Be assured that here in the Bay Area, if a $150K house can be restored to $1million status with $20K of appliances, there's no shortage of sharpies who will do it. The RE market just is not THAT depressed out here.
Out here, the foreclosures are going $100 to $150K below market. Many of them are being snapped up by RE people or investors.

We looked at another house - just as big and fancy, but a bit older, and with some serious water damage and a musty smell. I saw the water damages as a much bigger issue than appliances. There was a $30K termite quote which was peppered with expressions like "we might find more stuff in there when we dig". In fact, neither the termite people nor the selling agent actually knew what was causing the moistness. I had visions of having to gut the bottom floor and moisture-proof the underlying hillside, and having to buy some major drainage engineering to really fix the problem. Or, it could just be a seeping pipe somewhere.

- Jerry
 

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*** $157

- Jerry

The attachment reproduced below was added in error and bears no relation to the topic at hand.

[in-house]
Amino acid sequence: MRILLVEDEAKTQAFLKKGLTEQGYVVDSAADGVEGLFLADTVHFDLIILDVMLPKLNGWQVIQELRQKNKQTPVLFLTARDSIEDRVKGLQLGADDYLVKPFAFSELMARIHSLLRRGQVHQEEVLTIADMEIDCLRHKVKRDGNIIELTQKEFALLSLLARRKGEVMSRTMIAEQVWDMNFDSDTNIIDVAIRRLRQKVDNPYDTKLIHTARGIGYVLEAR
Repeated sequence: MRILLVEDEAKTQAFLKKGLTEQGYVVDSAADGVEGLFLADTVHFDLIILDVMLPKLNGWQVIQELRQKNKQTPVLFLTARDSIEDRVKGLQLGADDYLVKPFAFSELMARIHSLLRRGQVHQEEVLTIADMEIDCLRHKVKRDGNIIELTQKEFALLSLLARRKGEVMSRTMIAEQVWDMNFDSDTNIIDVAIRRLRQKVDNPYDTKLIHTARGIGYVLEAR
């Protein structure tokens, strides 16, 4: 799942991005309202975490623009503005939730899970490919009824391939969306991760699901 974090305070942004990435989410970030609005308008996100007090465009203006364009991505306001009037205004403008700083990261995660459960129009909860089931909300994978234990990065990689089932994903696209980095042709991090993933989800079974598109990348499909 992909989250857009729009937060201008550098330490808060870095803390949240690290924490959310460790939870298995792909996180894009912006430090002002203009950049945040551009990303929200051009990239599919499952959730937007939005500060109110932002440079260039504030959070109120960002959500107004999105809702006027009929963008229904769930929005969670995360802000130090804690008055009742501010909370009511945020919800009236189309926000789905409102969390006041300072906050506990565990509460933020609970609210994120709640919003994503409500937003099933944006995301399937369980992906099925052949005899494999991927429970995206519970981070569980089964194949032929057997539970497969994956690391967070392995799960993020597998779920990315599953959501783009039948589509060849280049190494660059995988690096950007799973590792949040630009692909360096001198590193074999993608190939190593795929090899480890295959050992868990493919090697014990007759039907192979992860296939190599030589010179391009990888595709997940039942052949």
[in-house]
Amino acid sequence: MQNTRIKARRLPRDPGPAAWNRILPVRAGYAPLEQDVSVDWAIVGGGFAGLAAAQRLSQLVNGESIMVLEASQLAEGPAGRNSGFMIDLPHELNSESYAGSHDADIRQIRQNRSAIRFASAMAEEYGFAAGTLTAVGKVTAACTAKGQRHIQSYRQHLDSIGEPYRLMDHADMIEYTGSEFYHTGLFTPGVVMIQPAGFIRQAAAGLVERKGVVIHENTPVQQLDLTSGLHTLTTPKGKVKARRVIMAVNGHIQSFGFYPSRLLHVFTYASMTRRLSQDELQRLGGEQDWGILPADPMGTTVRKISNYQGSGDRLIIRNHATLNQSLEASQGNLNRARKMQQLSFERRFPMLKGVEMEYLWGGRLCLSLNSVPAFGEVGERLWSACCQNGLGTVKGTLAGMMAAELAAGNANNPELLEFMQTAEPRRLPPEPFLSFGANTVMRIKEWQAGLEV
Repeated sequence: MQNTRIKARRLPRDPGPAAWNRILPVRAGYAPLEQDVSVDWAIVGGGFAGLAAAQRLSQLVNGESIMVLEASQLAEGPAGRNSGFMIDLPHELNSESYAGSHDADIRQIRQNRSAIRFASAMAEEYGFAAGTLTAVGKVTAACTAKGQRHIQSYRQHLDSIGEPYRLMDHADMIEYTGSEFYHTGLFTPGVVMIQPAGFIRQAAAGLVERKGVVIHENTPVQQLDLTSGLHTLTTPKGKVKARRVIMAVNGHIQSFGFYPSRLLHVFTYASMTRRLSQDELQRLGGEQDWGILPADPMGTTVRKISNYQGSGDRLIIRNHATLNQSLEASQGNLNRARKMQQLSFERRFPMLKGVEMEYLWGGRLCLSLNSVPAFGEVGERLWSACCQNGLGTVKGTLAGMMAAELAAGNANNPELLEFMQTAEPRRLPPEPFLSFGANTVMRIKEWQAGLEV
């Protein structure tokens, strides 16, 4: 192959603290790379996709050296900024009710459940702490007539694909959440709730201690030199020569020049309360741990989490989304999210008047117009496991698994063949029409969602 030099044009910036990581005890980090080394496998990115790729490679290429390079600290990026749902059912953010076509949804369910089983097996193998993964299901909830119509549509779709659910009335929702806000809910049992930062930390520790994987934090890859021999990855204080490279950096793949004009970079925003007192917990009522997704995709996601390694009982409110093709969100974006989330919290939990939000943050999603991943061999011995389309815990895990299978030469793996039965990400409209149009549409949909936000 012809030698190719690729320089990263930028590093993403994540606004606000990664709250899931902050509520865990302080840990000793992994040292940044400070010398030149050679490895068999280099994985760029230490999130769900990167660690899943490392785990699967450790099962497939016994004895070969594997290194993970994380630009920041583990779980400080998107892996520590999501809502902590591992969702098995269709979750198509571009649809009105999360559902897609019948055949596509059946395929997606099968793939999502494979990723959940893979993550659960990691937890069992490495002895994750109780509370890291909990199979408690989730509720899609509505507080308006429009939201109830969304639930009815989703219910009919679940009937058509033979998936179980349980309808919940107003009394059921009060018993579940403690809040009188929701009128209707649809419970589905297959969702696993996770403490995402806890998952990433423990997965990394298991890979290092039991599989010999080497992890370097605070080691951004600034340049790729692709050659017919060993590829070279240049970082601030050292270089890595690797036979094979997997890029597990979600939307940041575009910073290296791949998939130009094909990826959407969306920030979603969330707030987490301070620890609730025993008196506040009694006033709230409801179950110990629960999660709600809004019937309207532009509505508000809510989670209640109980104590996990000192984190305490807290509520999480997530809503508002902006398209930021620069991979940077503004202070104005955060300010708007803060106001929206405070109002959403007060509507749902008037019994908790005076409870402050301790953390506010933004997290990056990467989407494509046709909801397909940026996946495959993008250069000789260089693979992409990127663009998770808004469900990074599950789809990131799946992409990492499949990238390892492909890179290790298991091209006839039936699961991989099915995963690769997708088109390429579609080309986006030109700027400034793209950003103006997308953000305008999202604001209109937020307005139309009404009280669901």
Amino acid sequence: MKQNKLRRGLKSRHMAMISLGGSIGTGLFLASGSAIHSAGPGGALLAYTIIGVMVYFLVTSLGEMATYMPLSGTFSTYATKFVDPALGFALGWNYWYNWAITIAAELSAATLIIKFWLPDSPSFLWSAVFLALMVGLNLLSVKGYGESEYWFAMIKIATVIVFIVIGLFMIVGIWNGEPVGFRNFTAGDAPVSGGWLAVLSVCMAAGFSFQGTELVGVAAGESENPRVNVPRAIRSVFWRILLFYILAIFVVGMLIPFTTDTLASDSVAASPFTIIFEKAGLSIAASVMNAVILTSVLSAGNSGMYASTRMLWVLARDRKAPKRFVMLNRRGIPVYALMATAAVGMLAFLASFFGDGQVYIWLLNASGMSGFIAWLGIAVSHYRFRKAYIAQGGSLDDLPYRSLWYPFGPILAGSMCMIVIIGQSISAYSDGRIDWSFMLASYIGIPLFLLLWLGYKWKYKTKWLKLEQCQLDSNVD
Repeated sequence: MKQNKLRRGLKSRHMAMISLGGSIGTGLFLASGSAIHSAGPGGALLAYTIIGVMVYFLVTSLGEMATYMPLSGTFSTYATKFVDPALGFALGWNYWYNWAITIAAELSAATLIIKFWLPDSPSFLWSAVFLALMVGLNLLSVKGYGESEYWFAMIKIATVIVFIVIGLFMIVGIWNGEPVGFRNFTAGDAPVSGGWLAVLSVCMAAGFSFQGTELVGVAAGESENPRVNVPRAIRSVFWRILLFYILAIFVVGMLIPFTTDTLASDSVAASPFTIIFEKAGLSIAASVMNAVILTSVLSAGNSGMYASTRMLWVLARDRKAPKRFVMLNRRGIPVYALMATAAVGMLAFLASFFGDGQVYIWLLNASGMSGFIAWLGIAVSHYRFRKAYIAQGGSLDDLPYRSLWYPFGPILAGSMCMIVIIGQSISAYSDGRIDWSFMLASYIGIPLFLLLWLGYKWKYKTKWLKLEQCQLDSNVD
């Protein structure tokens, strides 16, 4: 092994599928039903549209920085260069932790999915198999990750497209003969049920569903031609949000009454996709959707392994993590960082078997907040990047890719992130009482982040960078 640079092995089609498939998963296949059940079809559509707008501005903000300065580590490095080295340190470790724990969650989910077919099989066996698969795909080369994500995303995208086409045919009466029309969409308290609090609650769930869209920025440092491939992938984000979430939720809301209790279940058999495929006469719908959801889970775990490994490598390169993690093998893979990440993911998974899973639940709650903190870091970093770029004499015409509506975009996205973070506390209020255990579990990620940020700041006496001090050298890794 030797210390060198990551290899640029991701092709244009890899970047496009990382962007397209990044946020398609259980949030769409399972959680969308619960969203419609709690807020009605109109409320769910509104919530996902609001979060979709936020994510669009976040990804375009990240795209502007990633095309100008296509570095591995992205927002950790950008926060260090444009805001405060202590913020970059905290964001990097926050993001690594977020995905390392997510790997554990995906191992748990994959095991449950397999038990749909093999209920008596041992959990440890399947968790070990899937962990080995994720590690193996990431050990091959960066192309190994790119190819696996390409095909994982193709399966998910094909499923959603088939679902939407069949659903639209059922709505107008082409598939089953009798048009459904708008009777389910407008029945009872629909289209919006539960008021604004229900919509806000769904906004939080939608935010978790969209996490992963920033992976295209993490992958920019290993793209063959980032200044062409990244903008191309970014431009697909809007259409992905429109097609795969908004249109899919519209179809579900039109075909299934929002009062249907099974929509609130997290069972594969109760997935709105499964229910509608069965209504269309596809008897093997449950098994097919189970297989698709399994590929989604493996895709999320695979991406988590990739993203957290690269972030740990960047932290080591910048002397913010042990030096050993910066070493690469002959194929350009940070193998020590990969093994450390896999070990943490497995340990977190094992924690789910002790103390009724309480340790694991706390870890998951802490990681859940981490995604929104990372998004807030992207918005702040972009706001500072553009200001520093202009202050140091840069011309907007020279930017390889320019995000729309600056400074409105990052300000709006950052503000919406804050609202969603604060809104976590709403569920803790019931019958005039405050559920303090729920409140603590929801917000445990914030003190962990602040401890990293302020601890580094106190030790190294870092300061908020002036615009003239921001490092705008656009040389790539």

Way over priced in this Buyers market. Especially in the fact, that you are going to have to put in at least $20k for a decent HVAC system, another $15k for bath upgrades, and $30k for Kitchen upgrades. Not worth it, when you are looking at least putting in almost $80k to $100k to make it a place that you can sell in a couple of years if the market starts coming back.
 

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Certificate of Occupation. You need to talk to city hall and a lawyer, before you sign on the line, because personally it is not worth it, unless you have enough to cover updates needed, and replacement of missing hvac, etc. Not worth it in this market, unless you have time to do it to have ready in a few years to make a profit from what you put into to make it equal to the Comp's.